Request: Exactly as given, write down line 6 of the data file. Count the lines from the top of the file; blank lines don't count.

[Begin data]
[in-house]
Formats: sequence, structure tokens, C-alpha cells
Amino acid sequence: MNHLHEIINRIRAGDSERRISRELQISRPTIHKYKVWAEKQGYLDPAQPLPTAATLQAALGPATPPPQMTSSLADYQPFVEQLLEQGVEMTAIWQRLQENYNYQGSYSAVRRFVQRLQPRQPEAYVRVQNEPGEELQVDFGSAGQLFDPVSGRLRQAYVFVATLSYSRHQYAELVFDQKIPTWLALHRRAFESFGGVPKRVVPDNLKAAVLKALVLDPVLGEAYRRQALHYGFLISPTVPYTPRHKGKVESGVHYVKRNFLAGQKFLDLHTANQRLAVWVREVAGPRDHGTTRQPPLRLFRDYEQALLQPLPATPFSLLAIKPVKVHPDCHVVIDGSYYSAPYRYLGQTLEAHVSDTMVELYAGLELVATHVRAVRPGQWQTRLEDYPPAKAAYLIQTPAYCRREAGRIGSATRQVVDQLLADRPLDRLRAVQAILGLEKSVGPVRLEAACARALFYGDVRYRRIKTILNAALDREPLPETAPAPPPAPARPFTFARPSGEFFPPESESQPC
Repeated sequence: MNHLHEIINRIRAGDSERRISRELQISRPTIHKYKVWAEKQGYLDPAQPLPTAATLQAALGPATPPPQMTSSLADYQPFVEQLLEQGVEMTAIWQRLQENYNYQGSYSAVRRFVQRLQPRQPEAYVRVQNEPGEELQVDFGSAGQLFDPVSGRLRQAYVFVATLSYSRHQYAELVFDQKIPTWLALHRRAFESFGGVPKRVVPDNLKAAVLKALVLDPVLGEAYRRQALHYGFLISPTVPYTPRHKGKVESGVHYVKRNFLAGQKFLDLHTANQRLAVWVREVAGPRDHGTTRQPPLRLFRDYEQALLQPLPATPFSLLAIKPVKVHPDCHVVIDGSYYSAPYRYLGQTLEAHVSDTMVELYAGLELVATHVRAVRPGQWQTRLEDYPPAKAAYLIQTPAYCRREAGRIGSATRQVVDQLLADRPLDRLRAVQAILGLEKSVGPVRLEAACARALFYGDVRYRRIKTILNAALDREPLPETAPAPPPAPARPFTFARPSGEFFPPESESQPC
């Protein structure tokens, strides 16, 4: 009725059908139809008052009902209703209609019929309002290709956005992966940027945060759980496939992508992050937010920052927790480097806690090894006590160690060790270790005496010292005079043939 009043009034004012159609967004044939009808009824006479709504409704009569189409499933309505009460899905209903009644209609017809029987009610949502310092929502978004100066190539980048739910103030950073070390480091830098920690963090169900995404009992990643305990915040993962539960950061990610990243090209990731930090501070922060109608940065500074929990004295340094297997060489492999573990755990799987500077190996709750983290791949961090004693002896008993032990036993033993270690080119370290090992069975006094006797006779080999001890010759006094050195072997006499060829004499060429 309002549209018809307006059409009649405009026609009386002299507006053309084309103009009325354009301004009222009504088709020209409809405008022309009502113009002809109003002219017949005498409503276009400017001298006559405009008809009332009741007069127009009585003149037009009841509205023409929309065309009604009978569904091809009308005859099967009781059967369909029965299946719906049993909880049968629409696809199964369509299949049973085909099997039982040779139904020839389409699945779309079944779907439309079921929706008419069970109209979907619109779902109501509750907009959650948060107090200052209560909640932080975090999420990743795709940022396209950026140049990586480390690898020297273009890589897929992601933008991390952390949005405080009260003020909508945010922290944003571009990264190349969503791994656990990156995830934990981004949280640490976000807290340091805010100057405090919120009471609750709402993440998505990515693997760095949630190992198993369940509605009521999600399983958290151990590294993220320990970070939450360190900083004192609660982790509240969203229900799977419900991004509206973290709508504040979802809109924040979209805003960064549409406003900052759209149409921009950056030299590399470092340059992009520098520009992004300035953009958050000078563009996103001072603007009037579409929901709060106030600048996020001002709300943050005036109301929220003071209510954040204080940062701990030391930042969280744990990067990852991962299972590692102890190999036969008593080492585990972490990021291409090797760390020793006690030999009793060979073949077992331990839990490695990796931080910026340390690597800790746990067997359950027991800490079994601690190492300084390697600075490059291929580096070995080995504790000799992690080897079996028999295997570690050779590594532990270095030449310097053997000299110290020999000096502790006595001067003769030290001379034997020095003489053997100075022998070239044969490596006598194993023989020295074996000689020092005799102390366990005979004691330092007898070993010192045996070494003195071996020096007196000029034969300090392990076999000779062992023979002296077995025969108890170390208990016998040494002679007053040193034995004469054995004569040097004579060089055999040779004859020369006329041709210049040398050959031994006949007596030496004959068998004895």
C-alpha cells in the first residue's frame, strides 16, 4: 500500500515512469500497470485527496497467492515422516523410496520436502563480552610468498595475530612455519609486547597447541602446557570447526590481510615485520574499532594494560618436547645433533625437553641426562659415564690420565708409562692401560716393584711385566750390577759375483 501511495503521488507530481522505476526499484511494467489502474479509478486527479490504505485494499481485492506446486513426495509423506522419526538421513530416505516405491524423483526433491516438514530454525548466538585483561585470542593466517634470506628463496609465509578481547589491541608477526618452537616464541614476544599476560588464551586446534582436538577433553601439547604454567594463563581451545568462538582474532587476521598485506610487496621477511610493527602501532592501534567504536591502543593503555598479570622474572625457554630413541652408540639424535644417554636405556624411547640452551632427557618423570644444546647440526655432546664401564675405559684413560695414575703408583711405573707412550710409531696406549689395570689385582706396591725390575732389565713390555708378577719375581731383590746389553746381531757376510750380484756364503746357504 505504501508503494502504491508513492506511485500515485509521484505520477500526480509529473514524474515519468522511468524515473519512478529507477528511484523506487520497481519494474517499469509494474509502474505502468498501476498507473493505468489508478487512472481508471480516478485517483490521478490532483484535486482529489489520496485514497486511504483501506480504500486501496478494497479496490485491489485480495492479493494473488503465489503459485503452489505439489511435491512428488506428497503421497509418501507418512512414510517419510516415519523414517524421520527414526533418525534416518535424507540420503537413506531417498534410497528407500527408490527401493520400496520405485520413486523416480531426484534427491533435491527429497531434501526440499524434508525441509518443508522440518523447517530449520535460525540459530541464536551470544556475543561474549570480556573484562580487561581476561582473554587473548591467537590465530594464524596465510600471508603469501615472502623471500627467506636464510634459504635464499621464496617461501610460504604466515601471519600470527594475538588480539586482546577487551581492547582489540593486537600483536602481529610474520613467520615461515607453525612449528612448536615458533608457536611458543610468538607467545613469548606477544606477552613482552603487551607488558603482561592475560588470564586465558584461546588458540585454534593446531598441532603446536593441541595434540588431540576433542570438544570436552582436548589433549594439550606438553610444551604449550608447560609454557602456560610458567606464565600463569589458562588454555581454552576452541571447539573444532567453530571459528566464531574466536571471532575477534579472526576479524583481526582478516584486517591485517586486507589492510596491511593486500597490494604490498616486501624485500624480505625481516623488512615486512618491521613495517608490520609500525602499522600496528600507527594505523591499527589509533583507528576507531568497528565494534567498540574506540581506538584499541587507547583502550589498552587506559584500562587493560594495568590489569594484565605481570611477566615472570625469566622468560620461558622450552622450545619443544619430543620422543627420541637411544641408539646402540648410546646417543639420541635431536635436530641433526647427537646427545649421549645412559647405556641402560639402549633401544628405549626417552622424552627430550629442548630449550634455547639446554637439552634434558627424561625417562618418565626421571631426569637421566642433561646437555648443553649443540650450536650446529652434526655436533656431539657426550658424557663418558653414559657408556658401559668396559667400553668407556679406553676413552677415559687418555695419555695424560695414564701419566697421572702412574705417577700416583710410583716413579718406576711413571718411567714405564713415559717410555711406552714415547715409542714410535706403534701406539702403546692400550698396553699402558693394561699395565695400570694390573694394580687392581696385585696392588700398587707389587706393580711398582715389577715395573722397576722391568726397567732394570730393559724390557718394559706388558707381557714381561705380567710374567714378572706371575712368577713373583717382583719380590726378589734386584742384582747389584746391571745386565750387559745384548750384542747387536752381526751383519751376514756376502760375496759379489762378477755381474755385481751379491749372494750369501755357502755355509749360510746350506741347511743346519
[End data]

C-alpha cells in the first residue's frame, strides 16, 4: 500500500515512469500497470485527496497467492515422516523410496520436502563480552610468498595475530612455519609486547597447541602446557570447526590481510615485520574499532594494560618436547645433533625437553641426562659415564690420565708409562692401560716393584711385566750390577759375483 501511495503521488507530481522505476526499484511494467489502474479509478486527479490504505485494499481485492506446486513426495509423506522419526538421513530416505516405491524423483526433491516438514530454525548466538585483561585470542593466517634470506628463496609465509578481547589491541608477526618452537616464541614476544599476560588464551586446534582436538577433553601439547604454567594463563581451545568462538582474532587476521598485506610487496621477511610493527602501532592501534567504536591502543593503555598479570622474572625457554630413541652408540639424535644417554636405556624411547640452551632427557618423570644444546647440526655432546664401564675405559684413560695414575703408583711405573707412550710409531696406549689395570689385582706396591725390575732389565713390555708378577719375581731383590746389553746381531757376510750380484756364503746357504 505504501508503494502504491508513492506511485500515485509521484505520477500526480509529473514524474515519468522511468524515473519512478529507477528511484523506487520497481519494474517499469509494474509502474505502468498501476498507473493505468489508478487512472481508471480516478485517483490521478490532483484535486482529489489520496485514497486511504483501506480504500486501496478494497479496490485491489485480495492479493494473488503465489503459485503452489505439489511435491512428488506428497503421497509418501507418512512414510517419510516415519523414517524421520527414526533418525534416518535424507540420503537413506531417498534410497528407500527408490527401493520400496520405485520413486523416480531426484534427491533435491527429497531434501526440499524434508525441509518443508522440518523447517530449520535460525540459530541464536551470544556475543561474549570480556573484562580487561581476561582473554587473548591467537590465530594464524596465510600471508603469501615472502623471500627467506636464510634459504635464499621464496617461501610460504604466515601471519600470527594475538588480539586482546577487551581492547582489540593486537600483536602481529610474520613467520615461515607453525612449528612448536615458533608457536611458543610468538607467545613469548606477544606477552613482552603487551607488558603482561592475560588470564586465558584461546588458540585454534593446531598441532603446536593441541595434540588431540576433542570438544570436552582436548589433549594439550606438553610444551604449550608447560609454557602456560610458567606464565600463569589458562588454555581454552576452541571447539573444532567453530571459528566464531574466536571471532575477534579472526576479524583481526582478516584486517591485517586486507589492510596491511593486500597490494604490498616486501624485500624480505625481516623488512615486512618491521613495517608490520609500525602499522600496528600507527594505523591499527589509533583507528576507531568497528565494534567498540574506540581506538584499541587507547583502550589498552587506559584500562587493560594495568590489569594484565605481570611477566615472570625469566622468560620461558622450552622450545619443544619430543620422543627420541637411544641408539646402540648410546646417543639420541635431536635436530641433526647427537646427545649421549645412559647405556641402560639402549633401544628405549626417552622424552627430550629442548630449550634455547639446554637439552634434558627424561625417562618418565626421571631426569637421566642433561646437555648443553649443540650450536650446529652434526655436533656431539657426550658424557663418558653414559657408556658401559668396559667400553668407556679406553676413552677415559687418555695419555695424560695414564701419566697421572702412574705417577700416583710410583716413579718406576711413571718411567714405564713415559717410555711406552714415547715409542714410535706403534701406539702403546692400550698396553699402558693394561699395565695400570694390573694394580687392581696385585696392588700398587707389587706393580711398582715389577715395573722397576722391568726397567732394570730393559724390557718394559706388558707381557714381561705380567710374567714378572706371575712368577713373583717382583719380590726378589734386584742384582747389584746391571745386565750387559745384548750384542747387536752381526751383519751376514756376502760375496759379489762378477755381474755385481751379491749372494750369501755357502755355509749360510746350506741347511743346519